Indiana could become the latest state to add "In God We Trust" posters to its classrooms and it could offer elective religious studies at its public schools under a bill being considered in the state House.
Critics call the bill "blatantly unconstitutional."
State Sen. Dennis Kruse drafted the "Education matters" bill, which would require public and charter schools to display both the U.S. and Indiana state flag along with the national motto "In God We Trust" on posters in each classroom and library.
The proposed bill also requires public high schools to offer an elective course "surveying religions of the world," which may also include "the study of the Bible," but must be taught in a "neutral, objective, and balanced" way that does "not encourage or promote acceptance of any particular religion."
School boards would also be able to require that schools offer "various theories concerning the origin of life, including creation science."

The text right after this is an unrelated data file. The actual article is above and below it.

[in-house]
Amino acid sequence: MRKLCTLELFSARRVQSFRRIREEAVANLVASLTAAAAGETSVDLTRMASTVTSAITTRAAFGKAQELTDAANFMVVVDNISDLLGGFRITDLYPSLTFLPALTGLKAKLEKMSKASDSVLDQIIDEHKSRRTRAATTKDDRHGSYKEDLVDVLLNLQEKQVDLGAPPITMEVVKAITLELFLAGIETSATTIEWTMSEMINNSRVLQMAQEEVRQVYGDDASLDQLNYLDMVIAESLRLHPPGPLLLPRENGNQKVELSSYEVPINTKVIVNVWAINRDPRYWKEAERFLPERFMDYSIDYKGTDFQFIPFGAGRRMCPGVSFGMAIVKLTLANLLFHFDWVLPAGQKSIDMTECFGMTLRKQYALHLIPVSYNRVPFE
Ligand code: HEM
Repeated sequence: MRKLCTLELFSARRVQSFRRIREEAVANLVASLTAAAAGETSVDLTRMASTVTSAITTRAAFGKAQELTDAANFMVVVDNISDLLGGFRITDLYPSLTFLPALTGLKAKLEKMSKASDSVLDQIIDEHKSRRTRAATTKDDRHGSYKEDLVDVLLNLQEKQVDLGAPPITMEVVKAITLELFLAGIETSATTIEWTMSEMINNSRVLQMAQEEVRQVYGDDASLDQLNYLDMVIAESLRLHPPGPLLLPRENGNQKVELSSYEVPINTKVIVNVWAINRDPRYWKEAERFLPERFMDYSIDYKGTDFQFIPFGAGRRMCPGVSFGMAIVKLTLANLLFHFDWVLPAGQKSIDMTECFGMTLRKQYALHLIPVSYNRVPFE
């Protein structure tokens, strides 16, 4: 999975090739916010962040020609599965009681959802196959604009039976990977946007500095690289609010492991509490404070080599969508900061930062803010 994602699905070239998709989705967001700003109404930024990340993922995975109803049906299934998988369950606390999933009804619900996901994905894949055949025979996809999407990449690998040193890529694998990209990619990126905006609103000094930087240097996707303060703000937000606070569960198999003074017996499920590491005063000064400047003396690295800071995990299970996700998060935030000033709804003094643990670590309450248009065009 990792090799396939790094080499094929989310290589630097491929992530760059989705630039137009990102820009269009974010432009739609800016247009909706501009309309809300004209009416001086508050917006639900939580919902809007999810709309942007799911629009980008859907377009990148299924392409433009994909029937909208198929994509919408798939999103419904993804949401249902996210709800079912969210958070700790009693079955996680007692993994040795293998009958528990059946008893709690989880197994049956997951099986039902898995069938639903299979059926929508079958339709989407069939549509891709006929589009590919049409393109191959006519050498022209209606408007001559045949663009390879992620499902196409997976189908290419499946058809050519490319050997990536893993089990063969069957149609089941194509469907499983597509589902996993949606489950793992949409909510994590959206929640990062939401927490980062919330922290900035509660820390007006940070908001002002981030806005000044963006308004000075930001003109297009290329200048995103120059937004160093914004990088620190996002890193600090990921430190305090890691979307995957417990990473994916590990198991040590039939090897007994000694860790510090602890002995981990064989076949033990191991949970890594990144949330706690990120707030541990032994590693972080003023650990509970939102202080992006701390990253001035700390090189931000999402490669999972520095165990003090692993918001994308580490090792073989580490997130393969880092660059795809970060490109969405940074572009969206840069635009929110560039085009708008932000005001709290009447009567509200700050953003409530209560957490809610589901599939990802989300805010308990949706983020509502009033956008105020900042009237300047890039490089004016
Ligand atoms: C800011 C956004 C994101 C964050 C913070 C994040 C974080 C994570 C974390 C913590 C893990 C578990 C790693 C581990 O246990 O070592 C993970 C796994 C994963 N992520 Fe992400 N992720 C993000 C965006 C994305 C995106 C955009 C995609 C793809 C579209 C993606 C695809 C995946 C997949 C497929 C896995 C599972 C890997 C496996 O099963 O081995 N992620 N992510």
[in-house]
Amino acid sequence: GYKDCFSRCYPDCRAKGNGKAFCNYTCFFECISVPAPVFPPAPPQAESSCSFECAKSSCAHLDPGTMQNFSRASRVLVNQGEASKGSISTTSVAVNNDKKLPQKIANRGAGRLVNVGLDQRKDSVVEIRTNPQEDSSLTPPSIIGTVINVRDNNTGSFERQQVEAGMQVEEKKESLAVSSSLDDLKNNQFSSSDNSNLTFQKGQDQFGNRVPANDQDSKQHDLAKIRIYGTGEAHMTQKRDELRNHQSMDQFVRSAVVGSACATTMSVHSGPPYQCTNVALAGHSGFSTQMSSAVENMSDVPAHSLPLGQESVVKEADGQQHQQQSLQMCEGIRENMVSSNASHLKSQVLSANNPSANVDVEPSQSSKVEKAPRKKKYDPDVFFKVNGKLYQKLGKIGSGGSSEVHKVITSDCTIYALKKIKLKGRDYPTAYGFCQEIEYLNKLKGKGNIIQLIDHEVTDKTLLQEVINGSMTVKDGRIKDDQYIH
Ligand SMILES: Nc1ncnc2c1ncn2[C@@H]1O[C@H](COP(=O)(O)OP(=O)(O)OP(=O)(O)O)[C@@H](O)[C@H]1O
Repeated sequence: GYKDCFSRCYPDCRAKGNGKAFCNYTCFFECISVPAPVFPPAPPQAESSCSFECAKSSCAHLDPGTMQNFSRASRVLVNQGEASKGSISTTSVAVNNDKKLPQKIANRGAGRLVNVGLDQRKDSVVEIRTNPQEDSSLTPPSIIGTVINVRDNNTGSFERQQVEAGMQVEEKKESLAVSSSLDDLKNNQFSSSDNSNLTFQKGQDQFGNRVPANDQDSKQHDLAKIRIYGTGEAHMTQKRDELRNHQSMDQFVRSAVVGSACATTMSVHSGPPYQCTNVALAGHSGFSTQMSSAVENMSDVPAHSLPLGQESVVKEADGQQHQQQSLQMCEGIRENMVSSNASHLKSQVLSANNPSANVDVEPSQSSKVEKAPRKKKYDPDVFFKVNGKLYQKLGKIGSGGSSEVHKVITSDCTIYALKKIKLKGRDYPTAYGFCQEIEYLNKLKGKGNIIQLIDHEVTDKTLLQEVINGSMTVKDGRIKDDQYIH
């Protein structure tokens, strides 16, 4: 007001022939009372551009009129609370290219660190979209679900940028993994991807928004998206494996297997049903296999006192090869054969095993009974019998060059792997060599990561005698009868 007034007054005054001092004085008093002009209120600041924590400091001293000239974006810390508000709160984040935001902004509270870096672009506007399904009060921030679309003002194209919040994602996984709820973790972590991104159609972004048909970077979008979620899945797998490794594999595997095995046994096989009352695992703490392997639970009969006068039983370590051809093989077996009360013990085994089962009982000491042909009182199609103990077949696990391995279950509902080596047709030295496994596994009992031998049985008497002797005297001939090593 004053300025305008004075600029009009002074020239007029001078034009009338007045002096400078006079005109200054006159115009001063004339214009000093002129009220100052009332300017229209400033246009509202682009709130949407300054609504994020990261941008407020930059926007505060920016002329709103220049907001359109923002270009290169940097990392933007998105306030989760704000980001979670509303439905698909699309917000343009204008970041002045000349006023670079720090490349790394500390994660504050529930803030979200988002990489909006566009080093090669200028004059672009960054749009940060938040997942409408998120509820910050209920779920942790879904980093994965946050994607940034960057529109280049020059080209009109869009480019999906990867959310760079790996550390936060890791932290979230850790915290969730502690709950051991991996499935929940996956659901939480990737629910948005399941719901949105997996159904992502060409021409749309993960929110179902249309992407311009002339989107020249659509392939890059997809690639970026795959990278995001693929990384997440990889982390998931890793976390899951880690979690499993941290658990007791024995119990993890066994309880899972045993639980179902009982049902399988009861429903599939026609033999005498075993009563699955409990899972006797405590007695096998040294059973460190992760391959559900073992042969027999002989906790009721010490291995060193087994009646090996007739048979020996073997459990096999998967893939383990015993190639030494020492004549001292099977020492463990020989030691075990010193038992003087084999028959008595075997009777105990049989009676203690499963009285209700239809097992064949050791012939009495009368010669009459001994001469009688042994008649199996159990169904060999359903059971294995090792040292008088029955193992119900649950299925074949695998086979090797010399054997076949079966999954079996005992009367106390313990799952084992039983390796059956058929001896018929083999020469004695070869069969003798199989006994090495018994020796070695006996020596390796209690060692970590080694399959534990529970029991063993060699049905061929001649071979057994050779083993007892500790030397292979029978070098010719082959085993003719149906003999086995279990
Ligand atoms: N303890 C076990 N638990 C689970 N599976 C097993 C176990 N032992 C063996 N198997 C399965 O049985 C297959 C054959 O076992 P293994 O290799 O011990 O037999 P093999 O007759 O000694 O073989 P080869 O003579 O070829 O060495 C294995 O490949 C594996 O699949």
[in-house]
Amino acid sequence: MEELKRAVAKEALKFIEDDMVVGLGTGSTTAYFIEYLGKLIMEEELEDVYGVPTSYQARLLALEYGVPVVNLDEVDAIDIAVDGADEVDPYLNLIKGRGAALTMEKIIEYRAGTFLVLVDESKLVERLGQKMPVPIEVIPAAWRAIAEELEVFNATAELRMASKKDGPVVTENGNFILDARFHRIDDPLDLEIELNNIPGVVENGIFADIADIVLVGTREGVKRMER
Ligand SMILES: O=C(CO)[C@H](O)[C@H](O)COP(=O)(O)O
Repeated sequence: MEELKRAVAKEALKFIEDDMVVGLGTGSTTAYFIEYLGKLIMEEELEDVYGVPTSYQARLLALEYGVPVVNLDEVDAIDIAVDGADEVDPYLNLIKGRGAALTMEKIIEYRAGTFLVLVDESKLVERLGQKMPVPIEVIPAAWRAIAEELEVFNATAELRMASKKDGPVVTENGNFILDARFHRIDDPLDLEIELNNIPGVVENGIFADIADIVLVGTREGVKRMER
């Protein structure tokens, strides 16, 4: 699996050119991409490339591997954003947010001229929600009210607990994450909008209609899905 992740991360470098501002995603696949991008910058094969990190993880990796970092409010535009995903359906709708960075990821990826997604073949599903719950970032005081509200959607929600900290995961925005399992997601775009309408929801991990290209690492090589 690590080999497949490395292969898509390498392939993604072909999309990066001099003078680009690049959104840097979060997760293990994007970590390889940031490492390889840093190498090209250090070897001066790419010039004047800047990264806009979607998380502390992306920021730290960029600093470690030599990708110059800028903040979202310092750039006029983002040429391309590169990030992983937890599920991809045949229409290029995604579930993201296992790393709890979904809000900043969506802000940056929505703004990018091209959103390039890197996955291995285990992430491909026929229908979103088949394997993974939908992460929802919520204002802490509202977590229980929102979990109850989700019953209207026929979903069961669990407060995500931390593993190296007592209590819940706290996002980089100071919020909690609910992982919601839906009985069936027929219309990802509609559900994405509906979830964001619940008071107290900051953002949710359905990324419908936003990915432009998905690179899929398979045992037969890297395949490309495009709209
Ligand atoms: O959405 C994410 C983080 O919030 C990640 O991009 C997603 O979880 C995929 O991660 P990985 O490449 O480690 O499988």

Indiana parents are currently allowed to request that their child be released from school to attend religious instruction conducted by a church, an association of churches, or an association organized for religious instruction for up to two hours a week. But the bill would allow students to receive up to two elective credits if approved by the school board.
A similar bill passed last year in Florida requiring that "In God We Trust" be displayed at each public school. This year, the same Florida lawmaker that passed that bill is pushing for "Bible studies" classes to be offered in public schools as an elective.
Katie Blair, ACLU director of advocacy for the Indiana chapter, told the Evansville Courier & Press the bill doesn't have a chance of passing.
“I’m hopeful our legislators would see this for what it is,” Blair said, “which is a blatantly unconstitutional bill.”